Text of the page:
The couple who are leasing the land and storing tyres on Brunswick Rd say they are just trying to get ahead with a new business.
"We are only trying to stand up. We are environmental people ourselves, we are not going to cause any harm."
The woman, who did not want to be named, asked: "Why did the people not come and speak to us instead of sitting back and making accusations."
Neighbours of the land on Brunswick Rd voiced their concerns about the tyres, which they said were a safety risk and were concerned that the tyres would be dumped and not recycled.
However, the woman said the tyres would be recycled and they had a plan they were working on with other companies.
The woman said they had done everything by the book and had to stop storing tyres while Horizons investigated a complaint; but they still had to pay the bills.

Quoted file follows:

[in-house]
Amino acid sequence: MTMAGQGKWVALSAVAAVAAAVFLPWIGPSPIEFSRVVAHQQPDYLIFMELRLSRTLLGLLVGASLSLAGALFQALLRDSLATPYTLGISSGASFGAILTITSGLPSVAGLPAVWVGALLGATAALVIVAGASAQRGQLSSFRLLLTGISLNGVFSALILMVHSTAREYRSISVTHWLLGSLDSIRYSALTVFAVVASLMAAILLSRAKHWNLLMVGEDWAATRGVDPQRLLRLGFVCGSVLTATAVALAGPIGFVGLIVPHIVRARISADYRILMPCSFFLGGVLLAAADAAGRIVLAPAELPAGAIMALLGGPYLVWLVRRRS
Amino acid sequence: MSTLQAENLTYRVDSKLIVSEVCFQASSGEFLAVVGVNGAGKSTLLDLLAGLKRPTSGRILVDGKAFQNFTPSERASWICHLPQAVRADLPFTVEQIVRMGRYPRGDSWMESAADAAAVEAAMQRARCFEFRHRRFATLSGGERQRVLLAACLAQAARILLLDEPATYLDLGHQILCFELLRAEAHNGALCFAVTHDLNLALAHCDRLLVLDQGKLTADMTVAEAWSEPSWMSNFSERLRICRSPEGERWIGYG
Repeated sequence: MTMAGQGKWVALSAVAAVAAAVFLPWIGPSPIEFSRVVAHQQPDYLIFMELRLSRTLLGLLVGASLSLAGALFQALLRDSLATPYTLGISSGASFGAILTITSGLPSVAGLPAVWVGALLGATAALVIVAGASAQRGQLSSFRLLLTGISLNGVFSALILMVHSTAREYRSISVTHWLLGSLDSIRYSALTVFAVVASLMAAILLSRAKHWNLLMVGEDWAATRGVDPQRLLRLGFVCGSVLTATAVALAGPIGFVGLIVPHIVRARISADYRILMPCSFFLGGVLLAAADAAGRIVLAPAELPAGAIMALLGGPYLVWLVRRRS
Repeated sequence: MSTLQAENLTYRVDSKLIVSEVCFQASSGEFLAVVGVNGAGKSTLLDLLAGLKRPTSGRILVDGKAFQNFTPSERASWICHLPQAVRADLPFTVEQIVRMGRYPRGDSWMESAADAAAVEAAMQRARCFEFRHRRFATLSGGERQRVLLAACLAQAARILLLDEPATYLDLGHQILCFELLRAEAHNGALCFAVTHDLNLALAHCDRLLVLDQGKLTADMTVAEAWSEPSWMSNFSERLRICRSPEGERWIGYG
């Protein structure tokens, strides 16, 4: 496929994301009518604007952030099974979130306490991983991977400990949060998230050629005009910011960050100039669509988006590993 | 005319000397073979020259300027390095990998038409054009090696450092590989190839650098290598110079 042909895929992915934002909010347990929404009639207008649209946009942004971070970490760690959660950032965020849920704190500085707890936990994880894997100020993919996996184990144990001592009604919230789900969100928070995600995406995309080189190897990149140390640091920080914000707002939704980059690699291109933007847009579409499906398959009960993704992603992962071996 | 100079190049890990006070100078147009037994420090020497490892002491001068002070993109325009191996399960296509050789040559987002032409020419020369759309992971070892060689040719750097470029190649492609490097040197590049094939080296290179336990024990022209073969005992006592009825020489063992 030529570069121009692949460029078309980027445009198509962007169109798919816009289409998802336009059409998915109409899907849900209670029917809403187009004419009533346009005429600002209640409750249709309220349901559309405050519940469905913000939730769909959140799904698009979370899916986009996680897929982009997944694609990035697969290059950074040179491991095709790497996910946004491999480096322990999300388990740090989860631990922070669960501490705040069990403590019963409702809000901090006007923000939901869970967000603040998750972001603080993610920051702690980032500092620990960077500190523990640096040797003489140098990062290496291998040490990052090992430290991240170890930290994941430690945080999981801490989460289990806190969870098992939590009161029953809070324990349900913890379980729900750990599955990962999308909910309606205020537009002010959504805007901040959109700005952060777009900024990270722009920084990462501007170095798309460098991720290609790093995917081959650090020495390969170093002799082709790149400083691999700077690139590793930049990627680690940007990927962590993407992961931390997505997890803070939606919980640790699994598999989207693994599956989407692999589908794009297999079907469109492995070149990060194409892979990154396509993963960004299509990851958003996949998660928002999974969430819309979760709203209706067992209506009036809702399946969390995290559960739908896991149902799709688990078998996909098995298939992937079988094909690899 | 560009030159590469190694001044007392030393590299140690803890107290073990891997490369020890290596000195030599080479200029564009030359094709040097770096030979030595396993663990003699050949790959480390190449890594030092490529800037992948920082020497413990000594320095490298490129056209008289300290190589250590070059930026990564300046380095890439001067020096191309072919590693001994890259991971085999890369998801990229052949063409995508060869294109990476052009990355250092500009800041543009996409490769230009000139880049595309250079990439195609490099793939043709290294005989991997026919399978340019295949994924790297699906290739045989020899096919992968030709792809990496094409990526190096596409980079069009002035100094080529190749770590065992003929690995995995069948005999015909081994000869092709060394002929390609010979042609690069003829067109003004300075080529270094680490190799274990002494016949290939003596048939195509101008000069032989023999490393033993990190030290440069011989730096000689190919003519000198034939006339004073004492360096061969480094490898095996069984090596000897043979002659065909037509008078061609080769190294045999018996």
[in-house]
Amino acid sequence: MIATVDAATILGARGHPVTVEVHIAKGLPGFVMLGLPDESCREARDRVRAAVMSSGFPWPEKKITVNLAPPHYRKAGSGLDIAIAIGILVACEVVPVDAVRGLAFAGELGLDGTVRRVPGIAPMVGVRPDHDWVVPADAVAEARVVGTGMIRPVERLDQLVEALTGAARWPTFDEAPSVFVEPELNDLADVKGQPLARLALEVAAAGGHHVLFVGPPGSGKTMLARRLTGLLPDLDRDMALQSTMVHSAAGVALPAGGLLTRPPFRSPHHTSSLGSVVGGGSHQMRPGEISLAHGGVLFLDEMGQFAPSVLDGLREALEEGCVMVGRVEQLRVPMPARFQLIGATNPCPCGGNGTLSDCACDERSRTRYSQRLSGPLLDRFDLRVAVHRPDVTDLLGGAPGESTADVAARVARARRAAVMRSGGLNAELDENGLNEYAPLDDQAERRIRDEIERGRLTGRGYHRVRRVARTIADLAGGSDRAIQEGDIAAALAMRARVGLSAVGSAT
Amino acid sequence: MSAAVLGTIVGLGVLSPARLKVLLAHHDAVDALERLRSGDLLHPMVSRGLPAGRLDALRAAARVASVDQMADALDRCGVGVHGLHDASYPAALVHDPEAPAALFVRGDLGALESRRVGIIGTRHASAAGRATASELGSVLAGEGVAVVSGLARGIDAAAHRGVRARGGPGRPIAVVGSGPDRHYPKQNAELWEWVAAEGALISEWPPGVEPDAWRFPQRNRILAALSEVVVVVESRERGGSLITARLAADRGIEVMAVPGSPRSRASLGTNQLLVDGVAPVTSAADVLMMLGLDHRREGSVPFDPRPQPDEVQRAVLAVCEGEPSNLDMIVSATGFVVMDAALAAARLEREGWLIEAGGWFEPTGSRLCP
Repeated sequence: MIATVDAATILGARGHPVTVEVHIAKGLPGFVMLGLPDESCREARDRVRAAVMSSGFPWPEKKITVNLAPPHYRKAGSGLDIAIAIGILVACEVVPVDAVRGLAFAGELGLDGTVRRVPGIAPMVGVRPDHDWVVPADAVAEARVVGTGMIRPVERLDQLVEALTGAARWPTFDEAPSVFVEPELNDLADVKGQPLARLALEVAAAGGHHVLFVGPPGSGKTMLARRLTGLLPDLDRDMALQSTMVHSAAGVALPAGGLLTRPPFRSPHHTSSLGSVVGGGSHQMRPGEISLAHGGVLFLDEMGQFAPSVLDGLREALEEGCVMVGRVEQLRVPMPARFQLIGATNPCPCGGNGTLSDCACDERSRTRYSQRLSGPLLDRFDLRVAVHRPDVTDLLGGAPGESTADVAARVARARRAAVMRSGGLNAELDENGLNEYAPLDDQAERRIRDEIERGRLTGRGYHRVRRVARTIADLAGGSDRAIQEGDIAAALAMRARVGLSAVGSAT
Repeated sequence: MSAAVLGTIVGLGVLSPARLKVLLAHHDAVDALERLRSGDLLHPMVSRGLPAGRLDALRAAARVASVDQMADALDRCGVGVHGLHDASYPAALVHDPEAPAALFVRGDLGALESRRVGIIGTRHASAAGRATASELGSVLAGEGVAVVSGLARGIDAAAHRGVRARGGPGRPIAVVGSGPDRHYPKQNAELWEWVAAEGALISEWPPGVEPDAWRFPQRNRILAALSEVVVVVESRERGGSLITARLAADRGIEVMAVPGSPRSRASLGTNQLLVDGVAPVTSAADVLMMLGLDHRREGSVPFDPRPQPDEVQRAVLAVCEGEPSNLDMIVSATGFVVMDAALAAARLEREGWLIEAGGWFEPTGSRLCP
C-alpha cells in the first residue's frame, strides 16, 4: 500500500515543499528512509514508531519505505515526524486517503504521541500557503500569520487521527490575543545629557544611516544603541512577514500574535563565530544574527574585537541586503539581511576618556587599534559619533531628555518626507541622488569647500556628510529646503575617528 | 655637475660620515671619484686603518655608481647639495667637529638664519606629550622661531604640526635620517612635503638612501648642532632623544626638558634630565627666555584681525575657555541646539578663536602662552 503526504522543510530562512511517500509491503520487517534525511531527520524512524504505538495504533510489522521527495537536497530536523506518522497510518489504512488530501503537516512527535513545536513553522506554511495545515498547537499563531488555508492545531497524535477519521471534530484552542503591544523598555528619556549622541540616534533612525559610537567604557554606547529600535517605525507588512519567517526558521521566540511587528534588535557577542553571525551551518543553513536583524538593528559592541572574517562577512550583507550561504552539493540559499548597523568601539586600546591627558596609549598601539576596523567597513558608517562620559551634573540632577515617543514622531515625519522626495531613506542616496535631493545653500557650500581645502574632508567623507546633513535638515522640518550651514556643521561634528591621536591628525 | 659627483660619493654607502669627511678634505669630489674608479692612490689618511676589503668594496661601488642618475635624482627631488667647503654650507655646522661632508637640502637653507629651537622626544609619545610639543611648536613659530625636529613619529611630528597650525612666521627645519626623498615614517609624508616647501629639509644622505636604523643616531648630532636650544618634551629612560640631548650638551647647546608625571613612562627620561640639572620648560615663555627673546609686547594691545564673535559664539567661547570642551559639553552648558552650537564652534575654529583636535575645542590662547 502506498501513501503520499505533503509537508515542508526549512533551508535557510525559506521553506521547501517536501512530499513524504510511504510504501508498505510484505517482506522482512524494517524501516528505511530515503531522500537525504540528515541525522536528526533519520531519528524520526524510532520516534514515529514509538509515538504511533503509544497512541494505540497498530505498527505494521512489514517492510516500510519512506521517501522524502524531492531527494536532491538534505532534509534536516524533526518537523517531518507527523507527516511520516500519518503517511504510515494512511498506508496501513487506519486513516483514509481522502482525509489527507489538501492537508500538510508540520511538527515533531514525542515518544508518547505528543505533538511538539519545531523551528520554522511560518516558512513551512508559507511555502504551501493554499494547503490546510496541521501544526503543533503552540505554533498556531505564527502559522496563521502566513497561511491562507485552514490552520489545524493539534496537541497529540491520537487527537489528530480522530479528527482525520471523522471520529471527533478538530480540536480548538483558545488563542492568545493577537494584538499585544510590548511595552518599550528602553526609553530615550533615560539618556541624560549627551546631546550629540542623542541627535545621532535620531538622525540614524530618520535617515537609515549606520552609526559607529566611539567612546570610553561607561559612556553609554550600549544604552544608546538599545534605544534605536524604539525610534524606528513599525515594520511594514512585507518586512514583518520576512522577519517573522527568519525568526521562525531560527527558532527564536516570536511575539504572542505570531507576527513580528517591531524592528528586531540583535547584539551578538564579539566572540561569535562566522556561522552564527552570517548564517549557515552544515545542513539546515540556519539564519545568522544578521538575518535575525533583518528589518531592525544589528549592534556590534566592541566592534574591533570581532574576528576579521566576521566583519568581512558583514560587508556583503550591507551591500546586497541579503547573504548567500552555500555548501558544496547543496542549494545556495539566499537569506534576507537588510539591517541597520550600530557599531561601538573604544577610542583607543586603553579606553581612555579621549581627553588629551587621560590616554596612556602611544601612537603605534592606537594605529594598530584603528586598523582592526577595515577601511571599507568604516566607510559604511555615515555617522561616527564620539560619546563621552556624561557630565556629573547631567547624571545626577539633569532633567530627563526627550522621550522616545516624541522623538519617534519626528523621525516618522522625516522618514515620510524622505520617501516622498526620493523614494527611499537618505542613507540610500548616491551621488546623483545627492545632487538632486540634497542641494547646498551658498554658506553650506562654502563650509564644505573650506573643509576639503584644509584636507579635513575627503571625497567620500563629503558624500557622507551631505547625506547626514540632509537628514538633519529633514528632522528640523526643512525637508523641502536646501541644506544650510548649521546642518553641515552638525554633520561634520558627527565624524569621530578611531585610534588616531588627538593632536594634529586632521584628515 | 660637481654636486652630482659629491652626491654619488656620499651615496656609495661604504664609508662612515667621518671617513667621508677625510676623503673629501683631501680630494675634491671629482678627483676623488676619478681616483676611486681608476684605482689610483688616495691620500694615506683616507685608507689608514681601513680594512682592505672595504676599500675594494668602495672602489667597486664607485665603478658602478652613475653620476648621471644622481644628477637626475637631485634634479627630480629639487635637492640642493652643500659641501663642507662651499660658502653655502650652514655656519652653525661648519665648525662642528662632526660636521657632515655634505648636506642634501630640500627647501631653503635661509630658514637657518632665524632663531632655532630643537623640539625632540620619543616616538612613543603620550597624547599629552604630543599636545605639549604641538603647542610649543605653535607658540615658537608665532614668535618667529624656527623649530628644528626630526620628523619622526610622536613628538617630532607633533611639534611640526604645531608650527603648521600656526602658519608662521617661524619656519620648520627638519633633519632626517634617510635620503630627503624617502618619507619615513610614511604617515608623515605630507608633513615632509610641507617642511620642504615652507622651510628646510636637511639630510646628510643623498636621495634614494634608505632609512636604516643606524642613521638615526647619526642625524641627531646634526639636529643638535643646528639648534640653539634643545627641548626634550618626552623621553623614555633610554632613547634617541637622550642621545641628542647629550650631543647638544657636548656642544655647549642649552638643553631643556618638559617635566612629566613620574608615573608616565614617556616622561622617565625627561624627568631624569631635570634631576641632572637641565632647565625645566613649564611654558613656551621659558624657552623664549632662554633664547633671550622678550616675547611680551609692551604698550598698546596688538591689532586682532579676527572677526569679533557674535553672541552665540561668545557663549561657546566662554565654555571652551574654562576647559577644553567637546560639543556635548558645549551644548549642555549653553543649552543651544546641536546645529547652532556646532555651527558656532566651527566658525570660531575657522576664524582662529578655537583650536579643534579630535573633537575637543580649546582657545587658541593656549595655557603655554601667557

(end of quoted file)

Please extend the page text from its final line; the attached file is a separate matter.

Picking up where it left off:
They worked with Horizons to satisfy compliance, she said.
"We have done our homework," she said, and questioned whether people may have it in for them.
The couple took over the lease in July last year. The land was overgrown and a kitchen sink, television and other rubbish had been dumped in the stream, which the Wanganui District Council picked up.
Another Wanganui company dropped off their clean landfill and also bulldozed the land flat.
She said she knew of other places around Wanganui where tyres were being stored, and wondered why they were being fingered.
"They bury tyres at Bonny Glen, we will be recycling ours."
The Chronicle had tried to contact the couple before the story was published, which came as a surprise to the woman when friends called after reading Monday's front page story.
They were also surprised to read about John Gordon Abbott, who owned the two hectares of land they leased through a Wanganui real estate company. A man with the same name has a history of serious crime in North America.
A story on the front page of the Chronicle yesterday said tyres are clean fill. They are not categorised as clean fill by the Wanganui District Council.